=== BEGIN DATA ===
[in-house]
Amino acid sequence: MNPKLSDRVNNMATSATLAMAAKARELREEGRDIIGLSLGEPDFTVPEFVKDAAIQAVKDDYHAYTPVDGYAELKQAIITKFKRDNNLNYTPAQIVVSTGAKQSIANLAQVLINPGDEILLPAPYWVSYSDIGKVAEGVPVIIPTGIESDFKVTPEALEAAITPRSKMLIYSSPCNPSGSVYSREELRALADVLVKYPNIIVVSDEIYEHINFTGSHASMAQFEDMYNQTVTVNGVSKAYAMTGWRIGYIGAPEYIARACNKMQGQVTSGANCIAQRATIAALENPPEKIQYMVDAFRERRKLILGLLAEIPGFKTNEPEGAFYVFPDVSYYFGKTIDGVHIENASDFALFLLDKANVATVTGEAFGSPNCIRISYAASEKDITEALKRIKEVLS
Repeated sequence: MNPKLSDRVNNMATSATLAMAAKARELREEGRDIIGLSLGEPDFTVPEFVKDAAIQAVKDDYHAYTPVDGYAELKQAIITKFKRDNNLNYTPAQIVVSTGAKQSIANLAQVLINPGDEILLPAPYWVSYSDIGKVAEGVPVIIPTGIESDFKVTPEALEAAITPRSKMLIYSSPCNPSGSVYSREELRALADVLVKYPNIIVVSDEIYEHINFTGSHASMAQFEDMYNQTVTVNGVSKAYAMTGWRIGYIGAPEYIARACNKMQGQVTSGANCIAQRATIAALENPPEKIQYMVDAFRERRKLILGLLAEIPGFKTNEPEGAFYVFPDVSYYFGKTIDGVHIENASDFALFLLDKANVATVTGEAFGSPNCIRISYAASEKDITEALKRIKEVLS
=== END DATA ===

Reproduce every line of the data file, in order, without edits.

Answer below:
[in-house]
Amino acid sequence: MNPKLSDRVNNMATSATLAMAAKARELREEGRDIIGLSLGEPDFTVPEFVKDAAIQAVKDDYHAYTPVDGYAELKQAIITKFKRDNNLNYTPAQIVVSTGAKQSIANLAQVLINPGDEILLPAPYWVSYSDIGKVAEGVPVIIPTGIESDFKVTPEALEAAITPRSKMLIYSSPCNPSGSVYSREELRALADVLVKYPNIIVVSDEIYEHINFTGSHASMAQFEDMYNQTVTVNGVSKAYAMTGWRIGYIGAPEYIARACNKMQGQVTSGANCIAQRATIAALENPPEKIQYMVDAFRERRKLILGLLAEIPGFKTNEPEGAFYVFPDVSYYFGKTIDGVHIENASDFALFLLDKANVATVTGEAFGSPNCIRISYAASEKDITEALKRIKEVLS
Repeated sequence: MNPKLSDRVNNMATSATLAMAAKARELREEGRDIIGLSLGEPDFTVPEFVKDAAIQAVKDDYHAYTPVDGYAELKQAIITKFKRDNNLNYTPAQIVVSTGAKQSIANLAQVLINPGDEILLPAPYWVSYSDIGKVAEGVPVIIPTGIESDFKVTPEALEAAITPRSKMLIYSSPCNPSGSVYSREELRALADVLVKYPNIIVVSDEIYEHINFTGSHASMAQFEDMYNQTVTVNGVSKAYAMTGWRIGYIGAPEYIARACNKMQGQVTSGANCIAQRATIAALENPPEKIQYMVDAFRERRKLILGLLAEIPGFKTNEPEGAFYVFPDVSYYFGKTIDGVHIENASDFALFLLDKANVATVTGEAFGSPNCIRISYAASEKDITEALKRIKEVLS